Attached to Schaefer's memorandum in opposition to the respondent's motion to dismiss was a copy of a joint venture agreement dated November 3, 1987, between E. J. Sommers, Kateri Investments and John T. Carr, which she contends provides evidence of her continued employment. This joint venture agreement sets forth the agreement between the above-named individuals to enter into a joint venture partnership for the purpose of buying, developing and selling certain land described therein. Paragraph 8 of the agreement states that the joint venture shall be denominated "Sommers Estates Company." Referencing paragraph 6 of this agreement, Schaefer points out that the agreement provides in part that "the joint venture shall list the resulting lots for sale with ELMER J. SOMMERS NEW BERLIN REALTY . . ." Schaefer cites this paragraph as evidence: of the contemplation by both she and respondent that she would continue to be employed by E. J. Sommers because at the time of the joint venture agreement, she was the only real estate broker, licensed by the state of Wisconsin and employed by E. J. Sommers Realty, because her employment continued with respect to the sales of lots in Sommerset Gardens pursuant to the terms of the employment contract dated May 30, 1986 (as subsequently modified), because despite the date "expiration" of the employment contract she continued to act pursuant to the terms of the employment agreement as the listing broker for the properties in Sommerset Gardens at the instance of Elmer Sommers, and because she prepared the advertising materials and commenced the marketing of the properties in Sommerset Gardens.

Schaefer further asserts that the fact that the employment relationship between herself and E. J. Sommers was intended to be continued was confirmed in a meeting held at the offices of Attorney Alfred Drosen on or about October 4, 1988. Schaefer asserts that the purpose of this meeting was to discuss her employment status with respect to Sommerset Gardens and concerns that she had relative to the "sharing" of commissions between herself, a licensed real estate broker, and E.J. Sommers, an unlicensed individual. Schaefer asserts that based upon said meeting, Attorney Drosen, at the request of herself and Elmer Sommers, caused the formation of New Berlin Realty, Inc., a Wisconsin corporation. Schaefer asserts that when the corporation was formed by Drosen he specifically instructed both Sommers and her to follow the terms of the employment contract as they had up until the formation of the corporation. Schaefer asserts that the purpose of the formation of New Berlin Realty, Inc., was to protect her real estate broker's license, not to affect the essence of the employment relationship which had been established between herself and Sommers. Schaefer asserts that her duties, activities and conduct following the formation of New Berlin Realty, Inc. remained identical to that which existed pursuant to the terms of the employment contract, that is, continued dominion and control over her by E. J. Sommers.

In granting Sommers' motion to dismiss, the ALJ held that while Schaefer contended an employment relationship continued between herself and New Berlin Realty after the expiration of the employment contract in 1987, Schaefer has admitted that she became the vice president and secretary of New Berlin Realty, Inc. in October 1988, admitted that she owned 50 percent of the shares of the stock of the corporation, and further, admitted at a discovery deposition in her civil action against New Berlin Realty, Inc., et al., that: she was not an employe of either of the E. J. Sommers or New Berlin Realty, Inc. Further, the ALJ analogized Schaefer's situation as "equal owner of a corporation" with the situation in Wheeler v. Hurdman, 825 F.2d 257, 44 FEP Cases 707 (10th Cir. 1987), a case which presented the issue of whether a partner in an accounting firm was an employe for purposes of Title VII and other federal anti-discrimination statutes, and therefore, like the court in Wheeler, rejected application of the hybrid common law/economic realities test for determining whether or not an employer/employe relationship existed between the parties. (1)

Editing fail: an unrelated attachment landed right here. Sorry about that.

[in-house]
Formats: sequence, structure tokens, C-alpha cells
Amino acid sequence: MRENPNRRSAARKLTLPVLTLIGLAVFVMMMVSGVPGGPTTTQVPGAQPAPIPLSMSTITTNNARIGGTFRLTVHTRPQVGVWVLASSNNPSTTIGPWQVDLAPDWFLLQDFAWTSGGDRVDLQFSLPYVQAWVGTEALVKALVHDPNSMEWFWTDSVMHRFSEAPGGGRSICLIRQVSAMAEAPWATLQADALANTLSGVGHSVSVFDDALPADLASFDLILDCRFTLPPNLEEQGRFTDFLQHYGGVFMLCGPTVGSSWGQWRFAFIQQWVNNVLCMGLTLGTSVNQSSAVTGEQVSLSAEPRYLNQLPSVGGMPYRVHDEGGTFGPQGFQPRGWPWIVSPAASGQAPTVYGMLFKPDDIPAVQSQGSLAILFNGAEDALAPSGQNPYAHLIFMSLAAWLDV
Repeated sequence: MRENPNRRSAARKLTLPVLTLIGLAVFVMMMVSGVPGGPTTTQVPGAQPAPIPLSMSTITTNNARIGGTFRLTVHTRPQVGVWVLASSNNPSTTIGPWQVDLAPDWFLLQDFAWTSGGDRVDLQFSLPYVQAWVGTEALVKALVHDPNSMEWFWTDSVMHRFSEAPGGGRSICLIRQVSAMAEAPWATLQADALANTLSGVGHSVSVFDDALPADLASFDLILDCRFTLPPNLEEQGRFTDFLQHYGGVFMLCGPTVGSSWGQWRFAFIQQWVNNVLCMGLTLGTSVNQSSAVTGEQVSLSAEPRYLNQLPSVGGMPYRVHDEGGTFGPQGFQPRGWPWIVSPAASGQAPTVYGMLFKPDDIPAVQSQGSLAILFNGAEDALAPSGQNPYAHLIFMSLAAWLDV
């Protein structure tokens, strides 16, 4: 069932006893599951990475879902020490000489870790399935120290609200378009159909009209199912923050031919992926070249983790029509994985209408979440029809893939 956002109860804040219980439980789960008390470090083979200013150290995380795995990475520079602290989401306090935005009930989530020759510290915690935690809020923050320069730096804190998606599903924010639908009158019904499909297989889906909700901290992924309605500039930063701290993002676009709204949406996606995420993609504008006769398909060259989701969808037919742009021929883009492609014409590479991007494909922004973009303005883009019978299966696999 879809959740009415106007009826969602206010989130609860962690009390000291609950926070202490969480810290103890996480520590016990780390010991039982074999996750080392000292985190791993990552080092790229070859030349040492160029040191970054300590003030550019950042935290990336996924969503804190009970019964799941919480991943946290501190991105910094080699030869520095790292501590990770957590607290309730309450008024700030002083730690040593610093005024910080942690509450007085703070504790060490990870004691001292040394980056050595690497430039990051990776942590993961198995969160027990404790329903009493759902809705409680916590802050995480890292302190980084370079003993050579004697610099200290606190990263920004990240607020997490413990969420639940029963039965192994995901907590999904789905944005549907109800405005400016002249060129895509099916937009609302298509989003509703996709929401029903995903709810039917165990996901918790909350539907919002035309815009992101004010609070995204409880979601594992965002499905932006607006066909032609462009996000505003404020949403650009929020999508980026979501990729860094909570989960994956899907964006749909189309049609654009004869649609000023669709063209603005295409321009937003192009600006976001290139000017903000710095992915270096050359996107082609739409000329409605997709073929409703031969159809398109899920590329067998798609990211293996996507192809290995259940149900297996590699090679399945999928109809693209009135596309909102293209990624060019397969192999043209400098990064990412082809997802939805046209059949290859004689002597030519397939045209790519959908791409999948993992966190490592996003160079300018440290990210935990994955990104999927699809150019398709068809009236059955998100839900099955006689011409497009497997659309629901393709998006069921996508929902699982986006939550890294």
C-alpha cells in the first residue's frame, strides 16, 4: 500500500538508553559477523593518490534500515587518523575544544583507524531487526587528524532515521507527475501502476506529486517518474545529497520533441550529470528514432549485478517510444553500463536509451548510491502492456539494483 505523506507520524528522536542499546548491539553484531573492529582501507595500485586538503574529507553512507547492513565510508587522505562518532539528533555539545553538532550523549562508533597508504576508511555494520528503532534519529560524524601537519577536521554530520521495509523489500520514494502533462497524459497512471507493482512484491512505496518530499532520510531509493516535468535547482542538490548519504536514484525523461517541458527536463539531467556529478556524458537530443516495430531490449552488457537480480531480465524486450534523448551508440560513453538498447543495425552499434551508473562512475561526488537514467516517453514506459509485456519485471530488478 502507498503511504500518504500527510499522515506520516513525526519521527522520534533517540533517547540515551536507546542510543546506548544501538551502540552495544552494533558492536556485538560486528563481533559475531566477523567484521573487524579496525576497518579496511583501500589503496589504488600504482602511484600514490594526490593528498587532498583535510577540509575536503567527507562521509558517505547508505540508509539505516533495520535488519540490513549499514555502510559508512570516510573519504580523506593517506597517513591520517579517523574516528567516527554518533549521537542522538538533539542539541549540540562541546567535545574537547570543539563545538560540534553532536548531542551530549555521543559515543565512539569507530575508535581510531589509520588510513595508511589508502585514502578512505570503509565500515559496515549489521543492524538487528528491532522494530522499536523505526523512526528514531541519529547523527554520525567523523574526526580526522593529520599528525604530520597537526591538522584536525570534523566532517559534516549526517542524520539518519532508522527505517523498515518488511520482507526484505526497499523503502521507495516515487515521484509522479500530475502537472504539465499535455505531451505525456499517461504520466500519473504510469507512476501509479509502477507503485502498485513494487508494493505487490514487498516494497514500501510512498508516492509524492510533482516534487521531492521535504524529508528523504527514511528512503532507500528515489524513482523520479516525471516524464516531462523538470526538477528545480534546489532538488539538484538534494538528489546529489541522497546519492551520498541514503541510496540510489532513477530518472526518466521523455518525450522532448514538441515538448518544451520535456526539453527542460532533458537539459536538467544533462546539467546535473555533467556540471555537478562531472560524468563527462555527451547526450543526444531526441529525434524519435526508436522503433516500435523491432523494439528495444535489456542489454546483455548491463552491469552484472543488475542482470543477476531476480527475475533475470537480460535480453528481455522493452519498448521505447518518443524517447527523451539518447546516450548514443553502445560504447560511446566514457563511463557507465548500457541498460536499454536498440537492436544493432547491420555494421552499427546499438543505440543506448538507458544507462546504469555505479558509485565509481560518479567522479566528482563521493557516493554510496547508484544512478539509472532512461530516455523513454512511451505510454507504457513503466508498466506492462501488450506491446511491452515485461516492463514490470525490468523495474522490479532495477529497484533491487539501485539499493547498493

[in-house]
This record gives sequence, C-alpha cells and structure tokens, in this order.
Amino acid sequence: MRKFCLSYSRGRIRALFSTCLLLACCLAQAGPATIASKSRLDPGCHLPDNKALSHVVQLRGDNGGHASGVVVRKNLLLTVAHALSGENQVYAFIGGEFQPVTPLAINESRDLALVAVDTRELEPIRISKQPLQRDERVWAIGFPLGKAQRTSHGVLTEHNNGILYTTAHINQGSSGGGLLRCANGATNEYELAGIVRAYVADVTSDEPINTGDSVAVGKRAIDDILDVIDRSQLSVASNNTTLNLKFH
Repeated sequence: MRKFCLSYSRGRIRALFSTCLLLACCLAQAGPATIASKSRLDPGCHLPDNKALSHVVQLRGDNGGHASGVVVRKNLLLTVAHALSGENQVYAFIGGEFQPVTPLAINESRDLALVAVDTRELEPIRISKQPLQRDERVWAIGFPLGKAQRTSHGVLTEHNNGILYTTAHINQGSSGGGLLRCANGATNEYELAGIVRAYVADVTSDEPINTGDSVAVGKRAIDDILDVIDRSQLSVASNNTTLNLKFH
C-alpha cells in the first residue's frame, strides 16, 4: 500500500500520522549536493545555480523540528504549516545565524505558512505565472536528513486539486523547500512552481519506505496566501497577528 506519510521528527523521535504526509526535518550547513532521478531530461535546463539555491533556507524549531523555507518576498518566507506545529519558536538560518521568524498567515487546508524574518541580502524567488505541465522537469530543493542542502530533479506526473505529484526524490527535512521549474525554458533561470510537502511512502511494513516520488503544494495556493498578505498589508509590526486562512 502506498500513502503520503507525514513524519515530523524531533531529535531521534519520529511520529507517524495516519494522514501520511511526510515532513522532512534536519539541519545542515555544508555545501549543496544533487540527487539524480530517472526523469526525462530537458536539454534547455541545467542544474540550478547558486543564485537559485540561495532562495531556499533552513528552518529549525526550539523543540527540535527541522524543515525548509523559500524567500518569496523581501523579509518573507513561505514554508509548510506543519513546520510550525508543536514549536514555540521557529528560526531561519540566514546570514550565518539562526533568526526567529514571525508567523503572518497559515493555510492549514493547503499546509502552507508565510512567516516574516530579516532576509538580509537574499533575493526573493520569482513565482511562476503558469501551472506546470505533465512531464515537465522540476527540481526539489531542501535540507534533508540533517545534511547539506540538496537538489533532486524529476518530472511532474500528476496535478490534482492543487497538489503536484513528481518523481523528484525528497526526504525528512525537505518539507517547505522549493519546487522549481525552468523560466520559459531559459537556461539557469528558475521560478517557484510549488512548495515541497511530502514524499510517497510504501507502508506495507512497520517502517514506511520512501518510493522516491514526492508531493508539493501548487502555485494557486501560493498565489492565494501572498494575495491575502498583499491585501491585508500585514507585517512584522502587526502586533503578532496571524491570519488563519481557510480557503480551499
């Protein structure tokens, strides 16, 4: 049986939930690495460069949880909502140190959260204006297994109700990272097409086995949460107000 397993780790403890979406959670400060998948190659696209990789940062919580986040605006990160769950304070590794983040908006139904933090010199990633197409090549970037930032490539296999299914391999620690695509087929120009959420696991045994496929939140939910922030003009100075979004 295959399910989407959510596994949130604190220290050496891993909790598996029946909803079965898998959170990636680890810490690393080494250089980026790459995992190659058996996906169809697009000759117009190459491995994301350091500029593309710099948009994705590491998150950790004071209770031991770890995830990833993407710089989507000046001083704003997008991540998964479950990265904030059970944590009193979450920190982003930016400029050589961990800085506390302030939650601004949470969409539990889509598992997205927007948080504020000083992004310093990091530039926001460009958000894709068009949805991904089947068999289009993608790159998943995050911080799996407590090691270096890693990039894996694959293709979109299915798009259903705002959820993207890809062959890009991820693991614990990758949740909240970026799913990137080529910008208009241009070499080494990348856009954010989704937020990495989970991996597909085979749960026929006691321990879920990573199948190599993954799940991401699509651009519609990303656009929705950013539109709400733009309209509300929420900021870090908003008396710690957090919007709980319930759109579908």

While the ALJ labels Schaefer and E. J. Sommers as "equal owners and shareholders of a closely held corporation," assertions made by Schaefer indicate that neither she nor Sommers ever intended that she become an "owner" of the corporation, and that she in fact was not an "owner." For example, Schaefer asserts that prior to the formation of the corporation, the employment relationship between her and Elmer Sommers which provided for the sharing of real estate commissions was determined by Attorney Drosen to be in violation of Wisconsin law, and that New Berlin Realty, Inc. was created to prevent further violation of Wisconsin law regarding the splitting of real estate commissions between licensed and unlicensed persons and to prevent the loss of Schaefer's real estate license; that the corporation of which she was "an owner" was formed for no other reason; that neither Schaefer or Sommers put any cash as payment for their shares of stock in the corporation, but instead listed furniture: and the computer (apparently from New Berlin Realty) as payment; that subsequent to the formation of New Berlin Realty, Inc., Schaefer, as the designated broker and only salesperson for New Berlin Realty, Inc. continued to act under and pursuant to the terms of the employment contract; and that the duties, activities and conduct of Schaefer following the formation of New Berlin Realty, Inc. remained identical to that which existed pursuant to the terms of the employment contract, that is, continued dominion and control over Schaefer by Sommers.